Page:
High-Resolution Chemical Imaging with Tapping AFM-IR

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Author: Anirban Roy, PhD (Bruker nanoIR Applications Scientist) and Dean Dawson (Bruker nanoIR Spectroscopy Business Manager)
Monday, April 1, 2019
Bruker Nano Surfaces

Where the spatial resolution of conventional bulk IR spectroscopy is limited by diffraction to ~3-10 µm, atomic force microscopy (AFM) provides a nanoscale topographic map of a sample surface. However, AFM has been unable traditionally to chemically characterize materials. This article discusses Tapping AFM-IR, which is a photothermal technique that combines AFM and IR spectroscopy to unambiguously identify the chemical composition of a sample with tens-of-nanometers spatial resolution.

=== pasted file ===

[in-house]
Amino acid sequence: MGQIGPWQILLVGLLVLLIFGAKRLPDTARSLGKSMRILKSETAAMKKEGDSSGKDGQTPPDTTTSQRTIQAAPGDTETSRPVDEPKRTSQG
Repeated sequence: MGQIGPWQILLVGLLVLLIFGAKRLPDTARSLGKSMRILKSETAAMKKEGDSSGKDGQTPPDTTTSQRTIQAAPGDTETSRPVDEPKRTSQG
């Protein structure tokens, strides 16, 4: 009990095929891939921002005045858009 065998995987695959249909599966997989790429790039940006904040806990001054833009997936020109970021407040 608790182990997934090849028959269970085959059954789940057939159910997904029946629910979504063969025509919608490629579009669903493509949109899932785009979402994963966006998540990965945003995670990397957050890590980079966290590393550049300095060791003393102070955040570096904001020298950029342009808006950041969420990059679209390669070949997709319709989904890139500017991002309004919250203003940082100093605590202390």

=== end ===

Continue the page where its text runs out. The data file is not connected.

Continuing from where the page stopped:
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BiophotonicsMaterialsspectroscopyIR spectroscopyAnasys InstrumentsBrukerTapping AFM-IRchemical imagingnanoIRatomic force microscopynanoscale imaging
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